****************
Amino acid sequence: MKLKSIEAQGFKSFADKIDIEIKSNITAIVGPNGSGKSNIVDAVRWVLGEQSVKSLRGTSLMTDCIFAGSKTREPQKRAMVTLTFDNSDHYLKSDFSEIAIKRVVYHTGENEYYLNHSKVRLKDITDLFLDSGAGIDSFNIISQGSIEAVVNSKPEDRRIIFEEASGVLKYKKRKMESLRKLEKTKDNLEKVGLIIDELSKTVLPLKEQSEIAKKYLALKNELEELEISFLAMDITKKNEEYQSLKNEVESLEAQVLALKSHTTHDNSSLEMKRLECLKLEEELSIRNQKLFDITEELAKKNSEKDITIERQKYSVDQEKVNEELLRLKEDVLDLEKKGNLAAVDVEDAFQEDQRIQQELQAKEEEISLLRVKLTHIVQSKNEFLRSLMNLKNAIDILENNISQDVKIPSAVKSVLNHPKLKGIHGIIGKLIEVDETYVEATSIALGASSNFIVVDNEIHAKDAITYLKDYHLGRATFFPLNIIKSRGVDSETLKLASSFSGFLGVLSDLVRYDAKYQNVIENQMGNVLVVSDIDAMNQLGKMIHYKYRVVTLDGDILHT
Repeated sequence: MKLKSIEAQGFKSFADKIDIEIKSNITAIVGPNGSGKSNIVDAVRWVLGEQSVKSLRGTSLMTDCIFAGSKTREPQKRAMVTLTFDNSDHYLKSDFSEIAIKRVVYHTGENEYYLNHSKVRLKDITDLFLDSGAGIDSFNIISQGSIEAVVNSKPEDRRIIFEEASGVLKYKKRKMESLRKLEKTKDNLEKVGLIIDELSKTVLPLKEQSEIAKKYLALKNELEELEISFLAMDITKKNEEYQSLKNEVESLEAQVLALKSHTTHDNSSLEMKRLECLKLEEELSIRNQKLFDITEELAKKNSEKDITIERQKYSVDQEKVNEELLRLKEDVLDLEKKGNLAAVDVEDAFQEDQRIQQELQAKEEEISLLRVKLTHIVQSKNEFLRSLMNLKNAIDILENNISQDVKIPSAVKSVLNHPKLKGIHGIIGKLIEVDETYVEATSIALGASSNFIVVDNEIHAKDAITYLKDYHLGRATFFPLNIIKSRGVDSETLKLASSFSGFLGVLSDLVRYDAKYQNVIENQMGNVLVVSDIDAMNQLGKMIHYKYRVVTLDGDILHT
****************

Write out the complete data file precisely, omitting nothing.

Amino acid sequence: MKLKSIEAQGFKSFADKIDIEIKSNITAIVGPNGSGKSNIVDAVRWVLGEQSVKSLRGTSLMTDCIFAGSKTREPQKRAMVTLTFDNSDHYLKSDFSEIAIKRVVYHTGENEYYLNHSKVRLKDITDLFLDSGAGIDSFNIISQGSIEAVVNSKPEDRRIIFEEASGVLKYKKRKMESLRKLEKTKDNLEKVGLIIDELSKTVLPLKEQSEIAKKYLALKNELEELEISFLAMDITKKNEEYQSLKNEVESLEAQVLALKSHTTHDNSSLEMKRLECLKLEEELSIRNQKLFDITEELAKKNSEKDITIERQKYSVDQEKVNEELLRLKEDVLDLEKKGNLAAVDVEDAFQEDQRIQQELQAKEEEISLLRVKLTHIVQSKNEFLRSLMNLKNAIDILENNISQDVKIPSAVKSVLNHPKLKGIHGIIGKLIEVDETYVEATSIALGASSNFIVVDNEIHAKDAITYLKDYHLGRATFFPLNIIKSRGVDSETLKLASSFSGFLGVLSDLVRYDAKYQNVIENQMGNVLVVSDIDAMNQLGKMIHYKYRVVTLDGDILHT
Repeated sequence: MKLKSIEAQGFKSFADKIDIEIKSNITAIVGPNGSGKSNIVDAVRWVLGEQSVKSLRGTSLMTDCIFAGSKTREPQKRAMVTLTFDNSDHYLKSDFSEIAIKRVVYHTGENEYYLNHSKVRLKDITDLFLDSGAGIDSFNIISQGSIEAVVNSKPEDRRIIFEEASGVLKYKKRKMESLRKLEKTKDNLEKVGLIIDELSKTVLPLKEQSEIAKKYLALKNELEELEISFLAMDITKKNEEYQSLKNEVESLEAQVLALKSHTTHDNSSLEMKRLECLKLEEELSIRNQKLFDITEELAKKNSEKDITIERQKYSVDQEKVNEELLRLKEDVLDLEKKGNLAAVDVEDAFQEDQRIQQELQAKEEEISLLRVKLTHIVQSKNEFLRSLMNLKNAIDILENNISQDVKIPSAVKSVLNHPKLKGIHGIIGKLIEVDETYVEATSIALGASSNFIVVDNEIHAKDAITYLKDYHLGRATFFPLNIIKSRGVDSETLKLASSFSGFLGVLSDLVRYDAKYQNVIENQMGNVLVVSDIDAMNQLGKMIHYKYRVVTLDGDILHT